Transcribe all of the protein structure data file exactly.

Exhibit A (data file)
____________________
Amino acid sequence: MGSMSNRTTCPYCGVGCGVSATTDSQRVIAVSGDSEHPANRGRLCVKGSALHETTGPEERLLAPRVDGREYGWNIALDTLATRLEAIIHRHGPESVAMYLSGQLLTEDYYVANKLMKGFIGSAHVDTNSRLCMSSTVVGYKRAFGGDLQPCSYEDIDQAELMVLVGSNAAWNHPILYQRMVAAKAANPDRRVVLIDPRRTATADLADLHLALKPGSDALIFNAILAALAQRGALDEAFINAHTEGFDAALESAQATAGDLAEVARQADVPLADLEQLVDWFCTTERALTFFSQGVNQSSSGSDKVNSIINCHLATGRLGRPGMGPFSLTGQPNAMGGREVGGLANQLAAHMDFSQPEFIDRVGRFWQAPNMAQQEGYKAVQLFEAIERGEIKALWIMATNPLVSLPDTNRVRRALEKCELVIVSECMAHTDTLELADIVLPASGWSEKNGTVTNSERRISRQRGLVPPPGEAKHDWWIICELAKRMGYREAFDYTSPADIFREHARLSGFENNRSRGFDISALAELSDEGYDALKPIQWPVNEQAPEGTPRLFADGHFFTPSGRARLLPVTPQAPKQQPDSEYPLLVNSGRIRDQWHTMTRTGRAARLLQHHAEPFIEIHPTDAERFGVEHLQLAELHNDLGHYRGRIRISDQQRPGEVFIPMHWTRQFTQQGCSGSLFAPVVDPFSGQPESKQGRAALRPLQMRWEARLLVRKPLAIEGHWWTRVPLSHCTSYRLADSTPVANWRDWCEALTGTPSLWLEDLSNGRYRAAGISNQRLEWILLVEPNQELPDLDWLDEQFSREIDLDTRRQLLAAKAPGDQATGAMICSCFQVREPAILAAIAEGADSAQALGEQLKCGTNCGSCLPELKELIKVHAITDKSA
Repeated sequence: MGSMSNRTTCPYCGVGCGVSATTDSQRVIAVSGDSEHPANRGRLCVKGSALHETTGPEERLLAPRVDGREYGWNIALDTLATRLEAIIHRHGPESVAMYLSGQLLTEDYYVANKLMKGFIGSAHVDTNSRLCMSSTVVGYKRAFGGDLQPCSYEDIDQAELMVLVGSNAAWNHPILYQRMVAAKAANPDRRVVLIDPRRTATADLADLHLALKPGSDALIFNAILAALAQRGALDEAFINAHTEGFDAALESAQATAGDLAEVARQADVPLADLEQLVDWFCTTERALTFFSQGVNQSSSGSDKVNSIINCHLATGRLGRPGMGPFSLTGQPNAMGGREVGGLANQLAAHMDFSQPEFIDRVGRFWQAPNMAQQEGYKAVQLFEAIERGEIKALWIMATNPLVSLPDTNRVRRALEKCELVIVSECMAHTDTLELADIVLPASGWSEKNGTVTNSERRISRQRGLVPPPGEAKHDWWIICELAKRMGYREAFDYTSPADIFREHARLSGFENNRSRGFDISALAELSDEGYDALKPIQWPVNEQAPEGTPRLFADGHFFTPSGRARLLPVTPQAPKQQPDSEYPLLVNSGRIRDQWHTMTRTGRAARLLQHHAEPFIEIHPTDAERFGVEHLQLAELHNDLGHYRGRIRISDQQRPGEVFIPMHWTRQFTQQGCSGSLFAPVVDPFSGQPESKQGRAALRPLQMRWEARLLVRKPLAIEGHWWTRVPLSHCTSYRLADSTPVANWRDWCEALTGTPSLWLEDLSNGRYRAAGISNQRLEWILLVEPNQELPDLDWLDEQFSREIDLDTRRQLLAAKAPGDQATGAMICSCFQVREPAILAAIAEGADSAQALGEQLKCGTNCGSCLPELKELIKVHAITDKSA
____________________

Amino acid sequence: MGSMSNRTTCPYCGVGCGVSATTDSQRVIAVSGDSEHPANRGRLCVKGSALHETTGPEERLLAPRVDGREYGWNIALDTLATRLEAIIHRHGPESVAMYLSGQLLTEDYYVANKLMKGFIGSAHVDTNSRLCMSSTVVGYKRAFGGDLQPCSYEDIDQAELMVLVGSNAAWNHPILYQRMVAAKAANPDRRVVLIDPRRTATADLADLHLALKPGSDALIFNAILAALAQRGALDEAFINAHTEGFDAALESAQATAGDLAEVARQADVPLADLEQLVDWFCTTERALTFFSQGVNQSSSGSDKVNSIINCHLATGRLGRPGMGPFSLTGQPNAMGGREVGGLANQLAAHMDFSQPEFIDRVGRFWQAPNMAQQEGYKAVQLFEAIERGEIKALWIMATNPLVSLPDTNRVRRALEKCELVIVSECMAHTDTLELADIVLPASGWSEKNGTVTNSERRISRQRGLVPPPGEAKHDWWIICELAKRMGYREAFDYTSPADIFREHARLSGFENNRSRGFDISALAELSDEGYDALKPIQWPVNEQAPEGTPRLFADGHFFTPSGRARLLPVTPQAPKQQPDSEYPLLVNSGRIRDQWHTMTRTGRAARLLQHHAEPFIEIHPTDAERFGVEHLQLAELHNDLGHYRGRIRISDQQRPGEVFIPMHWTRQFTQQGCSGSLFAPVVDPFSGQPESKQGRAALRPLQMRWEARLLVRKPLAIEGHWWTRVPLSHCTSYRLADSTPVANWRDWCEALTGTPSLWLEDLSNGRYRAAGISNQRLEWILLVEPNQELPDLDWLDEQFSREIDLDTRRQLLAAKAPGDQATGAMICSCFQVREPAILAAIAEGADSAQALGEQLKCGTNCGSCLPELKELIKVHAITDKSA
Repeated sequence: MGSMSNRTTCPYCGVGCGVSATTDSQRVIAVSGDSEHPANRGRLCVKGSALHETTGPEERLLAPRVDGREYGWNIALDTLATRLEAIIHRHGPESVAMYLSGQLLTEDYYVANKLMKGFIGSAHVDTNSRLCMSSTVVGYKRAFGGDLQPCSYEDIDQAELMVLVGSNAAWNHPILYQRMVAAKAANPDRRVVLIDPRRTATADLADLHLALKPGSDALIFNAILAALAQRGALDEAFINAHTEGFDAALESAQATAGDLAEVARQADVPLADLEQLVDWFCTTERALTFFSQGVNQSSSGSDKVNSIINCHLATGRLGRPGMGPFSLTGQPNAMGGREVGGLANQLAAHMDFSQPEFIDRVGRFWQAPNMAQQEGYKAVQLFEAIERGEIKALWIMATNPLVSLPDTNRVRRALEKCELVIVSECMAHTDTLELADIVLPASGWSEKNGTVTNSERRISRQRGLVPPPGEAKHDWWIICELAKRMGYREAFDYTSPADIFREHARLSGFENNRSRGFDISALAELSDEGYDALKPIQWPVNEQAPEGTPRLFADGHFFTPSGRARLLPVTPQAPKQQPDSEYPLLVNSGRIRDQWHTMTRTGRAARLLQHHAEPFIEIHPTDAERFGVEHLQLAELHNDLGHYRGRIRISDQQRPGEVFIPMHWTRQFTQQGCSGSLFAPVVDPFSGQPESKQGRAALRPLQMRWEARLLVRKPLAIEGHWWTRVPLSHCTSYRLADSTPVANWRDWCEALTGTPSLWLEDLSNGRYRAAGISNQRLEWILLVEPNQELPDLDWLDEQFSREIDLDTRRQLLAAKAPGDQATGAMICSCFQVREPAILAAIAEGADSAQALGEQLKCGTNCGSCLPELKELIKVHAITDKSA